Before talking about actor groups, we need to consider another vital topic: scaling.
Scaling is helpful both to increase throughput of a system and reduce latency.
Two known ways to do scaling are pipelining and sharding.
Pipelining implies dividing the system into several sequential parts. Thus, instead of doing all work in one actor, different actors do the work in parts.
Pipelining increases minimal possible latency because of overhead costs but can reduce maximal latency because of parallel execution of different parts. Throughput is the minimum of parts' throughputs. However, total throughput increases because every actor in the pipeline does less work.
Usually, it's not necessary to think about pipelining because well-designed systems are already divided into multiple actors according to their responsibilities, not because of performance requirements.
Sharding implies multiple running actors with the same, possible parameterized, code and responsibility.
Sharding requires some work to route messages to the corresponding shard. Thus, throughput is increased sublinearly. Similarly to pipelining, maximal latency is reduced because arrival messages see ahead of themself fewer messages.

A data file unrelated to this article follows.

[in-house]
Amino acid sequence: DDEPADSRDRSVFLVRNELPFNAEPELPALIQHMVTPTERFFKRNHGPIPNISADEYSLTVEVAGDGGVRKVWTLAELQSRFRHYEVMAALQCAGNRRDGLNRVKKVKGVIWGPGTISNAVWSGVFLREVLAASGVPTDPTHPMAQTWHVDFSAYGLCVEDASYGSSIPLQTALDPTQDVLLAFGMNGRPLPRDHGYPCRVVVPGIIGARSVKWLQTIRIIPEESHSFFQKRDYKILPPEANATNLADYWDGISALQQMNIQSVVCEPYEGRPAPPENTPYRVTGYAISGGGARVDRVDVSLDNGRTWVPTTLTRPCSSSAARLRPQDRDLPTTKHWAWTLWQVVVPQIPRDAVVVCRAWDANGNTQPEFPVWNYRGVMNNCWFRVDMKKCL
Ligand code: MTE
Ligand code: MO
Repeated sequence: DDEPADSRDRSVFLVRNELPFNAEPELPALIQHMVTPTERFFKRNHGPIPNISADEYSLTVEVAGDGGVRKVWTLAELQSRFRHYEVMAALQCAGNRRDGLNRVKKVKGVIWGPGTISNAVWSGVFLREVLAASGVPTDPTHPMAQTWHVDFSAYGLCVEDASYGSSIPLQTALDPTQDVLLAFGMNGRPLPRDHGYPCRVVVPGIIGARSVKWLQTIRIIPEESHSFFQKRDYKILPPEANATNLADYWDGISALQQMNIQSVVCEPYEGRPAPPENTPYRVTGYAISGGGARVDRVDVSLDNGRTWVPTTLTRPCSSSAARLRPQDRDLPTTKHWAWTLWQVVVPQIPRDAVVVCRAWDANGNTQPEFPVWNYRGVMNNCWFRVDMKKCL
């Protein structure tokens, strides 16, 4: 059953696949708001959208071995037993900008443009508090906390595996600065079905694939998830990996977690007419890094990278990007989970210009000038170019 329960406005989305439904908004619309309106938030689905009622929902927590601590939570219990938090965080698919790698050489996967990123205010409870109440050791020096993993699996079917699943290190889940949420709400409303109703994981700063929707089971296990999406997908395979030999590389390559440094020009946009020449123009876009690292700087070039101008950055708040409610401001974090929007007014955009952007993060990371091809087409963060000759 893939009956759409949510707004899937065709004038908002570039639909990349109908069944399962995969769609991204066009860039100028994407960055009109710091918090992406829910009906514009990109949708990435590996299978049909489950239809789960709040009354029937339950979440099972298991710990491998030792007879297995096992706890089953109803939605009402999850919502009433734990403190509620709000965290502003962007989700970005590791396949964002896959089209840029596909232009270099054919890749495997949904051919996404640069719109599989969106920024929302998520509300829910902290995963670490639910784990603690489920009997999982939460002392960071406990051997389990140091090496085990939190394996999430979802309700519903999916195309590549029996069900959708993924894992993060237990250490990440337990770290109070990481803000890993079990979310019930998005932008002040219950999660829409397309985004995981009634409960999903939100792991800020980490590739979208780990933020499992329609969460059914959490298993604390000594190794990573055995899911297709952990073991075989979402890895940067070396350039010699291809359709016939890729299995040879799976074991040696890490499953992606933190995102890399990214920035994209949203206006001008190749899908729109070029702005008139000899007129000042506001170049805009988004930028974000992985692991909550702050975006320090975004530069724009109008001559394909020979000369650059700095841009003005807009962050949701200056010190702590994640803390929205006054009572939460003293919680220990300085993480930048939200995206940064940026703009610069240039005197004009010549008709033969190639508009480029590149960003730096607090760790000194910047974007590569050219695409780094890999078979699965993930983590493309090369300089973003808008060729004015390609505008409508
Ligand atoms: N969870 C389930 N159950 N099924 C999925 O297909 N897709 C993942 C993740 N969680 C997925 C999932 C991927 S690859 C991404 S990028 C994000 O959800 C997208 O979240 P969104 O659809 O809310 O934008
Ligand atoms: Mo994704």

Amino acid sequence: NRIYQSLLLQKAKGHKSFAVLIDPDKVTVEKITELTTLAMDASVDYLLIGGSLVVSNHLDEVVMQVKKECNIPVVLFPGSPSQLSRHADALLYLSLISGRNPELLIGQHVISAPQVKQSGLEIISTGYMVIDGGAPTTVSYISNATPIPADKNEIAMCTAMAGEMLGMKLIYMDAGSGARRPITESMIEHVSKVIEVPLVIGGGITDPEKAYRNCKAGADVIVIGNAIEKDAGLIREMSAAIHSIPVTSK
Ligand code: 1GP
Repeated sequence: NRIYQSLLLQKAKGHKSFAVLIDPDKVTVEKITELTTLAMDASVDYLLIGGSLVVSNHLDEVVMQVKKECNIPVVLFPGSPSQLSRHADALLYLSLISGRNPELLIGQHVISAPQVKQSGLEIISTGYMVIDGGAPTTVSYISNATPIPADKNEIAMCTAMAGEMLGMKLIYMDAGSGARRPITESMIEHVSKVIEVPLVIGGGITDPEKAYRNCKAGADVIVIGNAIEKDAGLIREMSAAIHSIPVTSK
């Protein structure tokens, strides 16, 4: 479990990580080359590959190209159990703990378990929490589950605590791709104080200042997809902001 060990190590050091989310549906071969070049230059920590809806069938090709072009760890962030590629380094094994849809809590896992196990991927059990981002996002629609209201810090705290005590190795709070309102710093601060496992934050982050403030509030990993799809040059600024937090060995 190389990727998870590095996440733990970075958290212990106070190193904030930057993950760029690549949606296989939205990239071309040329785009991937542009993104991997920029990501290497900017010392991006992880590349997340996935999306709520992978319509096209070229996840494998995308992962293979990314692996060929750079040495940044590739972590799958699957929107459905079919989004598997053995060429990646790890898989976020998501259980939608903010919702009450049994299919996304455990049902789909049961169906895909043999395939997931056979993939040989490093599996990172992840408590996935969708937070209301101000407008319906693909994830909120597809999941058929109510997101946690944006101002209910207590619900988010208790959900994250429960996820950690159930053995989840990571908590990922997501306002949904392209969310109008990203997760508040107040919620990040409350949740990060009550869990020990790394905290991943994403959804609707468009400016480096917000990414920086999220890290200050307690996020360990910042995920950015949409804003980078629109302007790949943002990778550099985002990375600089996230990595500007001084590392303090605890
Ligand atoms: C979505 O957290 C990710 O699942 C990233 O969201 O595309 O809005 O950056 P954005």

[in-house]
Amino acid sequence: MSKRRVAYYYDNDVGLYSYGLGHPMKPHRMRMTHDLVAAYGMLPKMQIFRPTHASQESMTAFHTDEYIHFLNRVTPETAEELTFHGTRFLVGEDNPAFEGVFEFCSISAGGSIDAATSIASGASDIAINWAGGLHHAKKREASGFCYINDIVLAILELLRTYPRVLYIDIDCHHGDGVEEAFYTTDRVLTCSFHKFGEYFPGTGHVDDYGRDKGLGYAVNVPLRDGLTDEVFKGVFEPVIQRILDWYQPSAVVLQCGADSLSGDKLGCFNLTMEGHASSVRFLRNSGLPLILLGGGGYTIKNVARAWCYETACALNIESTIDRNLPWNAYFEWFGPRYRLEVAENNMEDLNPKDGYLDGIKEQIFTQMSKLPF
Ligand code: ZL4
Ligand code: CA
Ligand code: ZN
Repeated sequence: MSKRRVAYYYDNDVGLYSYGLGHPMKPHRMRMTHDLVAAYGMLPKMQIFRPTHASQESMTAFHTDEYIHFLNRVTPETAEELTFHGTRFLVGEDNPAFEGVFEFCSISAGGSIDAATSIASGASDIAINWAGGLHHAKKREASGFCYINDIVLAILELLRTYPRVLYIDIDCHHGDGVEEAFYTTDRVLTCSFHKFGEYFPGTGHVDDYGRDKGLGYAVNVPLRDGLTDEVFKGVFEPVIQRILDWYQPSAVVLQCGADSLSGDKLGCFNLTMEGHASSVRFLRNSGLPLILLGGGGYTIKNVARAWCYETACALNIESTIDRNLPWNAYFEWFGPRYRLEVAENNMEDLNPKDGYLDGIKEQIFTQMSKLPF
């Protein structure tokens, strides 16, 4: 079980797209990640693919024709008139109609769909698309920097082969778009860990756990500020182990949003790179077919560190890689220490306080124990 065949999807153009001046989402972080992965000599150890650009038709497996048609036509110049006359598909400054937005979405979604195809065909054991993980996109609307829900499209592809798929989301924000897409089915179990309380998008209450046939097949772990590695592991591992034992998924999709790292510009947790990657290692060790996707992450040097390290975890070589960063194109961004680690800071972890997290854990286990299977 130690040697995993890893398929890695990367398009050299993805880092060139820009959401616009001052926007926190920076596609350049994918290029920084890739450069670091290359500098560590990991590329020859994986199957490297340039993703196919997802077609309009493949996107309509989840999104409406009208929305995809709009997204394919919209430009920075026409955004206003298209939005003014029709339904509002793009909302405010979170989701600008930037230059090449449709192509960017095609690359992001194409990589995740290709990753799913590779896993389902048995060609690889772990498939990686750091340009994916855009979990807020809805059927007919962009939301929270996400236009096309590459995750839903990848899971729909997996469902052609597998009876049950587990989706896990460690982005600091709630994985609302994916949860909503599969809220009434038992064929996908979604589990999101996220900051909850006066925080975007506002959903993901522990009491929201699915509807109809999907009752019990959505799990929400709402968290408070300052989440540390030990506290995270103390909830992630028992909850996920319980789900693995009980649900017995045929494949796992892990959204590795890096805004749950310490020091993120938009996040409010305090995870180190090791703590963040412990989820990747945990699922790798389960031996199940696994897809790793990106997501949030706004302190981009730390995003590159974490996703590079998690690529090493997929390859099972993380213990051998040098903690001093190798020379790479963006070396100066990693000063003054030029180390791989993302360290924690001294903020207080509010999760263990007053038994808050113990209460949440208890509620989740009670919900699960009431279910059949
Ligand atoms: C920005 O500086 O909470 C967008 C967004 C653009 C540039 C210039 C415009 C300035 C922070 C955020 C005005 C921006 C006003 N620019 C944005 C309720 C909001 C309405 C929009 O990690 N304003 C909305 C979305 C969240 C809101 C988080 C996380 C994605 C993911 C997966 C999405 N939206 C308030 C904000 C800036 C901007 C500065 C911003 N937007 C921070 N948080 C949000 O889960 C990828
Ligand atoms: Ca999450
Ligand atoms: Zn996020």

Actor groups in
elfo are a solution for the sharding problem. Each actor has some actor key, a unique label inside a group, that can be used for routing purposes.
The group's router is not an actor but some shared code that's executed on sending side to determine which actor should receive a message. Usually, routers are stateless; thus, this approach is more performant and scalable than routers implemented as separate actors.
elfo doesn't support running actors without actor groups. Instead, it's ok to use groups with only one actor inside if it's meaningless to do sharding for now.
Note that actor keys can be arbitrary structures, not mandatory strings.
See the next chapter to get more details about routing.
TODO: move to the first usage.
It's useful to know the term stability. Stable systems are restricted only by input rate and don't have 100% utilization. We usually want to minimize latency in such systems while keeping throughput higher than real-life requirements. Most of systems are supposed to be stable and have predictable latency. Unstable systems have 100% utilization and reach their throughput. For instance, ETL systems.